And volunteers are crucial to UNICEF in other ways as well. The work of UNICEF's 37 National Committees, which play a crucial role in raising public awareness as well as funds, is supported by more than 100,000 volunteers throughout Europe, North America and elsewhere.

The volunteers working with our National Committees are involved in a wide range of activities, as one can see just from the example of the Netherlands.

Take Hetty de Knyff, one of the 4,200 UNICEF volunteers, whose work includes giving guest lectures to Dutch schoolchildren on child rights and the situation of children in developing countries.

Or look at the Dutch volunteers, tens of thousands of them children, who help raise funds by walking, running and skating in UNICEF's annual "sponsor run."

Or take the 25,000 children from over 400 schools in the Netherlands who helped commemorate the 10th anniversary of the Convention on the Rights of the Child by volunteering to speak to their peers about the importance of child rights - supported by an army of adult volunteers who had lobbied the schools, provided informational material, and helped the children prepare.

As Sharon Capeling-Alakija, Executive Coordinator of the United Nations Volunteers, put it recently, volunteers are "free-willers" - people whose independence and free will has shaped their commitment to making the world a better place, and in the process have helped expand the concept of volunteerism to include many kinds of service to others, ranging from civic engagement to philanthropy to advocacy.

Indeed, the widening definition of what it means to be a volunteer is fueling hope that their ranks will be swelled by more and more young people who will respond to the challenges of the 21st Century by realising their right to express themselves freely, and to participate in issues and decisions that affect them.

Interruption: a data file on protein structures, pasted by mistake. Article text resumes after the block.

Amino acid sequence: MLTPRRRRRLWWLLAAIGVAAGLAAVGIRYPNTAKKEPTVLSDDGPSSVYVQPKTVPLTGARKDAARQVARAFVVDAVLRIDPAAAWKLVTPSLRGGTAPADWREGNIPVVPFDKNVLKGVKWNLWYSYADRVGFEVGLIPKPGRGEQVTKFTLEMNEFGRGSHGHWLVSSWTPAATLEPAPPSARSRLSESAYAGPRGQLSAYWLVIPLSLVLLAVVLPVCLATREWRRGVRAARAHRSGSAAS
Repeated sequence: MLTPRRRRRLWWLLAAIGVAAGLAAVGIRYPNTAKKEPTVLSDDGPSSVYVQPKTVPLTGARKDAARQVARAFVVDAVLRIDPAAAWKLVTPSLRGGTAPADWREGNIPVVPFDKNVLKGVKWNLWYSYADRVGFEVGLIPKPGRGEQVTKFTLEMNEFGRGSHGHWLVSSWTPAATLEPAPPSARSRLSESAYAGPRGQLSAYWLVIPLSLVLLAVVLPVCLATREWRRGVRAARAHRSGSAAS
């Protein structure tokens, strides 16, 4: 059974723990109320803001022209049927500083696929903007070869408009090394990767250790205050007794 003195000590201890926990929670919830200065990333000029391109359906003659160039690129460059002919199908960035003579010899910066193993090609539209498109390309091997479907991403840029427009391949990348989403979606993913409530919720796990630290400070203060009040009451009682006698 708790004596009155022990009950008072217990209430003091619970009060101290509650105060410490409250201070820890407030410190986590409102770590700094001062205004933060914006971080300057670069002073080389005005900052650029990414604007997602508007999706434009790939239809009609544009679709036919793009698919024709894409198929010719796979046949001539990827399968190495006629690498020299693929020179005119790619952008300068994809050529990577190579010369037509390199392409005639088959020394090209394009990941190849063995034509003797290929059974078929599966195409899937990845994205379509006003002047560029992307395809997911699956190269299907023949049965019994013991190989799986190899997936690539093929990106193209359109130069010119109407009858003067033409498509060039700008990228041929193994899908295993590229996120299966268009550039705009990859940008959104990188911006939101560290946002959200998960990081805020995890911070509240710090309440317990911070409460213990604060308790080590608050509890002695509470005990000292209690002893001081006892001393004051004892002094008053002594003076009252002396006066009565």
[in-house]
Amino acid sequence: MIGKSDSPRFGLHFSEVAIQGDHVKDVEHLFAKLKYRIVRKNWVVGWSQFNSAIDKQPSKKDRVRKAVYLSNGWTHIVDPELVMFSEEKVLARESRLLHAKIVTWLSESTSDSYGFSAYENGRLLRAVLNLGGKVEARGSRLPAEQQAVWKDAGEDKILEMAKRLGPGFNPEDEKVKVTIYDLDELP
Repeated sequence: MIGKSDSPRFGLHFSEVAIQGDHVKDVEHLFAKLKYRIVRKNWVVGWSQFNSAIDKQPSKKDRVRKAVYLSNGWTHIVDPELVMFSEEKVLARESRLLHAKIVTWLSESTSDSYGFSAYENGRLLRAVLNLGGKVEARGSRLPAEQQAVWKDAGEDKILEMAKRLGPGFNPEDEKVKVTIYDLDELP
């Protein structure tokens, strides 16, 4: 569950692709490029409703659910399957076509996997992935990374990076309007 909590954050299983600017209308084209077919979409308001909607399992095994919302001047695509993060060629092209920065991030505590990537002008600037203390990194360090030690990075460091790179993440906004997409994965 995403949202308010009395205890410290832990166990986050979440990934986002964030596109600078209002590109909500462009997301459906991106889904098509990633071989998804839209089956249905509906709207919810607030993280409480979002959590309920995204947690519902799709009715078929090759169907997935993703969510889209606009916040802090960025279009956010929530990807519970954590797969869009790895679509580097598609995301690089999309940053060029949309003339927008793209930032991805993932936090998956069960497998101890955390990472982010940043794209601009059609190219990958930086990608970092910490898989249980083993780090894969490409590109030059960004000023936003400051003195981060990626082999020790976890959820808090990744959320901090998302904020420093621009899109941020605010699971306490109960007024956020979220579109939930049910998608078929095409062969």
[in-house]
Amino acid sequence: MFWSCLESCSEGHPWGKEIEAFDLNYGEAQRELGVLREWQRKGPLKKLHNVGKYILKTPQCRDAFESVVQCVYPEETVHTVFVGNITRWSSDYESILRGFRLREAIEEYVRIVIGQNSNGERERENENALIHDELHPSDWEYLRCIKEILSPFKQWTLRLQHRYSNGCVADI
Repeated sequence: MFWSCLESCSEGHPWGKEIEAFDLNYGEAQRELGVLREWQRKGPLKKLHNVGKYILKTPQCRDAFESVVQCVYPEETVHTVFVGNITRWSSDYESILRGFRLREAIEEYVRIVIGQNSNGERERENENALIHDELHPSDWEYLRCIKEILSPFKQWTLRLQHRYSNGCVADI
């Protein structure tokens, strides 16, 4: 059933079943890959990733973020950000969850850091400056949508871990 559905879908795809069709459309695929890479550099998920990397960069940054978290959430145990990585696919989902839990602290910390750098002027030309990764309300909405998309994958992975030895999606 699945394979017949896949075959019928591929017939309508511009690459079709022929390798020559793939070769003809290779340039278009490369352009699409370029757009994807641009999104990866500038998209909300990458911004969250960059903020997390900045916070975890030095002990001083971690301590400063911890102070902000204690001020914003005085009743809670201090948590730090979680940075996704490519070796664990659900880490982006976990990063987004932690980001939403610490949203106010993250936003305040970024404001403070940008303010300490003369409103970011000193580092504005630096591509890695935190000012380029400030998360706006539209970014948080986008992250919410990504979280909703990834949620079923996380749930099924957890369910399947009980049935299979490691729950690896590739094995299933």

Ladies and Gentlemen, the spirit of volunteerism is at the heart of all our efforts to build a better future for every child, as Governments promised at the World Summit for Children more than a decade ago.

It is in pursuit of that solemn pledge that the General Assembly will convene a Special Session on Children in September, an event that offers an unparalleled opportunity not only for a high-level review of progress since the Summit - but to redouble the international commitment to realising a global vision for children now and in the years to come.

And it is why UNICEF and our partners are working to mobilise leaders and citizens at every level to carry the banner of a Global Movement for Children - an unstoppable crusade to end the poverty, ill health, violence and discrimination that has needlessly blighted and destroyed so many young lives. It is an effort in which the contributions of so many of you from every part of the world - NGOs and individual volunteeers alike - will be crucial.

Excellencies, Ladies and Gentlemen: Volunteerism is a force for good that has already made an indelible mark on development - but whose full potential the world has only begun to tap.

UNICEF has every hope that this Conference will mark the enhanced recognition of volunteerism at every level, not only as a reservoir of skills and energy, but as a centrepiece of national and international development strategies.

Thank you.